Happy Earth Day!

It’s time to create a future where business is truly sustainable and people around the planet thrive. 

There are so many great possibilities around this right now, and so many companies are creating business models that are good for people, the planet, and the bottom lines. Wild Innovation is thrilled to be working with a company focused on creating a more sustainable future. More on that later! 🙂

What are you doing to help create more a prosperous and sustainable future?

Go Wild!

#earthday #prosperity #inclusion #sustainblefutures #future #futuresfriday

Australia’s One Billion Animals Lost is Only the Beginning

Sadly, Mass Extinctions will Continue

Trends don’t look good for creatures, big and small, around the world. Predictions estimate that Australia’s mass wildfires have now killed one billion animals…and counting.

The knowledge of mass extinctions is not new. The planet’s flora, fauna, animals and natural resources have been under duress for quite sometime. As the number of humans increase-the amount and quality of wildlife habitat decreases.

Dr. Larkin Powell and I discuss this very issue in Episode 27 of the Rural Futures podcast, which can be accessed by going to: https://ruralfutures.nebraska.edu/episode-27-researcher-larkin-powell-intersects-humanity-wildlife-ecotourism/

There is nothing that happens in rural landscapes that does not effect wildlife. The tie between human community and the biotic community is tighter than ever before.

Dr. Larkin Powell
Professor of Conversation Biology, School of Natural Resources, University of Nebraska-Lincoln

The truth is that we are all connected. Larkin provides an example of seeing flowers being produced in Columbia that are ultimately purchased in places like Nebraska. We also talk about chocolate and coffee. Much of what we consume travels a long way to find our plates!

What does this mean? None of us are removed from the tragic fires in Australia.

Larkin notes that there are long-term concerns about extinctions. I talk about a strategic foresight tool, Future Users, and propose that generations living on the planet today (including that of my children) will see mass extinctions in their lifetimes. Australia is only the beginning. Go ahead and add polar bears, bees, cheetahs, elephants and many, many more to the list.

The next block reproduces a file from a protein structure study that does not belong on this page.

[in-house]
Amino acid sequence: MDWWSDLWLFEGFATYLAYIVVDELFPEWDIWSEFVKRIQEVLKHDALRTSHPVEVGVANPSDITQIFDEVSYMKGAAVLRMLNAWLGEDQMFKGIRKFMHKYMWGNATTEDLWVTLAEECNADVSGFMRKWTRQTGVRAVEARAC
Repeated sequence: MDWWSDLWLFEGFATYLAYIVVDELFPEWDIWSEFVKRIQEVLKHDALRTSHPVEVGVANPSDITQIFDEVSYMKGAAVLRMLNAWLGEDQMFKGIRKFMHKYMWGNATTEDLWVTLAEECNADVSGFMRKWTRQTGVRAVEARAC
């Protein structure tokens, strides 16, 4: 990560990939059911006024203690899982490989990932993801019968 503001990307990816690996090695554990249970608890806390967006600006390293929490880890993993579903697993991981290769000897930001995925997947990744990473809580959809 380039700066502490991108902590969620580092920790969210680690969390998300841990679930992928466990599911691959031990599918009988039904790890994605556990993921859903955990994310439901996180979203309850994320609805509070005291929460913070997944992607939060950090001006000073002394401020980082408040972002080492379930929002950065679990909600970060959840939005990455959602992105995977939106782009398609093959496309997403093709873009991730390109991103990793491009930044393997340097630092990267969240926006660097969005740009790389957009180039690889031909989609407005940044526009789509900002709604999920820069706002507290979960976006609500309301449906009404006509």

As we see the continued psychographic (wants, needs and desires) shifts in the human population…

We definitely have to put sustainability at the forefront.

Dr. Connie

We all need to do better, including me and my family. A more prosperous future for all, including women, depends on humanity having -and taking care of- this wonderful planet. The time for future-focused leadership and innovation, with a focus on sustainability, is NOW!

Dr. Jim Cavaye, Professor of Regional Community Development at the University of Southern Queensland, was one of our Faculty Fellows at the Rural Futures Institute. I wish Jim and everyone in Australia all the best as they move forward in this very challenging situation. Jim: We are here for you friend!

I tried to find what legitimate information on to donate to relief efforts in Australia. I found this news site in Australia that may be useful. If you know of legitimate places people can help, please share!

Prayers and Love to You Australia!

Dr. Connie

Check out the interview with Dr. Larkin Powell by clicking on the link below:


Larkin Powell, Professor of Conservation Biology at the University of Nebraska–Lincoln, talks with Dr. Connie about the opportunities within ecotourism, humanity’s affect on wildlife and natural landscapes, the benefits of precision agriculture for animal habitats, the possibility of mass extinctions of wildlife in the coming decades and more.

Women Worldwide Podcast Interview with the incredible Dierdre Breakenridge

I recently had the privilege of being interviewed by Dierdre Breakenridge. Dierdre is a PR guru, entrepreneur, teacher, author and awesome person! Learn more about Dierdre and her work by going to her web site: https://www.deirdrebreakenridge.com/